Their ability to change their sexual orientation Yes (a minority, less than 30%, more women than men),

    David, is the percentage really that high? How does John Smid’s, Michael Bussee’s, Brian Pengelly’s experience fit in with the percentage you’ve shown?

    If, indeed, the figure you’ve presented is that ‘high’ … and, high it is, from the little I’ve read … NARTH, et. al., seem to be correct in their statements that promote ‘a third’ change orientation.

    Could you elaborate a bit more on this? What study confirms your statement, for example.

  • StraightGrandmother

    David Blakeslee, I am glad I asked you to break it down for me. Now at least I am understanding you.

    David Blakeslee =

    Their ability to change their sexual orientation Yes (a minority, less than 30%, more women than men),

    StraightGrandmother= Really you think it is that high a percentage? You think that 30% of all gay men or lesbian women can change to completely heterosexual?

    I made a fatal error when asking my question and I have been around here long enough that I know better, shame on me. I should have defined change as going from completely homosexual to completely heterosexual.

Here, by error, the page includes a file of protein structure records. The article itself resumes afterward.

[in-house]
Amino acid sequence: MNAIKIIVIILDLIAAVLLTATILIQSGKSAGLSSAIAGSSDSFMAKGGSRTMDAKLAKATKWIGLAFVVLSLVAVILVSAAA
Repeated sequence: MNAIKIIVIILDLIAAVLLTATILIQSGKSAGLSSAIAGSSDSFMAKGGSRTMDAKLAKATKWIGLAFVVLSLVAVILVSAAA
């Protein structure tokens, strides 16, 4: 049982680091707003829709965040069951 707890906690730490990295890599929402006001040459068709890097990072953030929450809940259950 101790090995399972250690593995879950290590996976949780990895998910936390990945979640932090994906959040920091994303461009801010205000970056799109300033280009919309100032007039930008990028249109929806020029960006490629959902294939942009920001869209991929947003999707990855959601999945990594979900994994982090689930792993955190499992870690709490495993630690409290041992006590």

SG= Their ability to change their sexual behavior DB= Bad Wording here…all people can change their sexual behavior

    David, I don’t think everyone can change their sexual behavior. I know I could never feel aroused by a woman and “be” with one. FYI I am heterosexual. I could not change my sexual behavior. Do you really think everyone can change their sexual behavior from one sex to a different one? I suppose if I had a gun at my head I could do it but other than that, I can’t change my sexual behavior.

    How sexual minorities are treated under the civil laws?

    StraightGrandmother= I see discrimination, don’t you?

    How should they be treated under civil laws?

    I think you will say that they should be treated Equally in all ways to heterosexuals, but I’ll wait for you to say that.

  • David Blakeslee

    Less than 30% is meant to be read as “less than”…perhaps as little as 15%. Probably women make up as much as 2/3rds of this “total change.”

    Less than 30% is not 1/3rd.

    Warren argues that those who change are actually Bi-sexual (more likely for women than men)…I think this is a guess by Warren.